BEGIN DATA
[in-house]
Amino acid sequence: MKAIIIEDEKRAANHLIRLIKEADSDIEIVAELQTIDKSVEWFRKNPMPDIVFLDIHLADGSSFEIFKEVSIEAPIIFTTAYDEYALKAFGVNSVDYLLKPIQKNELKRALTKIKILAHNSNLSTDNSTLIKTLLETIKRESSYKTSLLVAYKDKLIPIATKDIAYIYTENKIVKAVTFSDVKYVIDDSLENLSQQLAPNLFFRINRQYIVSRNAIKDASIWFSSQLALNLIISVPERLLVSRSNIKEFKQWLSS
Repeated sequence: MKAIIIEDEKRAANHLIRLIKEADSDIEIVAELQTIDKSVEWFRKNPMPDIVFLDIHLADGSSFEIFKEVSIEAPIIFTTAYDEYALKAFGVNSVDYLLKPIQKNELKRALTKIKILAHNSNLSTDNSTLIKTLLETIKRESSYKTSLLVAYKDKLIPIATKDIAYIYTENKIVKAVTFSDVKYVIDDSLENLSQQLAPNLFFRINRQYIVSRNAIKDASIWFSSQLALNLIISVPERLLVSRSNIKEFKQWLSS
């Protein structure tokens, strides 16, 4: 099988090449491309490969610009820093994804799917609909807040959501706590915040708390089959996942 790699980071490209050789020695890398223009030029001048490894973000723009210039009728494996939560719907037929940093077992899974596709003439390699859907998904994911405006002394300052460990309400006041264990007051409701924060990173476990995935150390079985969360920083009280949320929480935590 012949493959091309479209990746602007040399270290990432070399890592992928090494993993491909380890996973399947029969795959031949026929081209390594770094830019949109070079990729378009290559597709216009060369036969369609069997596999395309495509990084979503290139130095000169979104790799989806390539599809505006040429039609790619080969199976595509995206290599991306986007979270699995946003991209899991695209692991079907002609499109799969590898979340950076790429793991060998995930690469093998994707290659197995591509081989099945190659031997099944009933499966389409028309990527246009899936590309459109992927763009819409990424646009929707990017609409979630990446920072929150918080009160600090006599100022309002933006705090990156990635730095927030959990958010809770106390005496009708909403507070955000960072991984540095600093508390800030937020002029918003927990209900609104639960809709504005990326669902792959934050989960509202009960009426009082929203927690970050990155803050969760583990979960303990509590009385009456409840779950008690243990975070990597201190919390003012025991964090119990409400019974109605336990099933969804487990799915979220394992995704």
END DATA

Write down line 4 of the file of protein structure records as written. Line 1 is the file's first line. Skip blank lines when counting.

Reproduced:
């Protein structure tokens, strides 16, 4: 099988090449491309490969610009820093994804799917609909807040959501706590915040708390089959996942 790699980071490209050789020695890398223009030029001048490894973000723009210039009728494996939560719907037929940093077992899974596709003439390699859907998904994911405006002394300052460990309400006041264990007051409701924060990173476990995935150390079985969360920083009280949320929480935590 012949493959091309479209990746602007040399270290990432070399890592992928090494993993491909380890996973399947029969795959031949026929081209390594770094830019949109070079990729378009290559597709216009060369036969369609069997596999395309495509990084979503290139130095000169979104790799989806390539599809505006040429039609790619080969199976595509995206290599991306986007979270699995946003991209899991695209692991079907002609499109799969590898979340950076790429793991060998995930690469093998994707290659197995591509081989099945190659031997099944009933499966389409028309990527246009899936590309459109992927763009819409990424646009929707990017609409979630990446920072929150918080009160600090006599100022309002933006705090990156990635730095927030959990958010809770106390005496009708909403507070955000960072991984540095600093508390800030937020002029918003927990209900609104639960809709504005990326669902792959934050989960509202009960009426009082929203927690970050990155803050969760583990979960303990509590009385009456409840779950008690243990975070990597201190919390003012025991964090119990409400019974109605336990099933969804487990799915979220394992995704």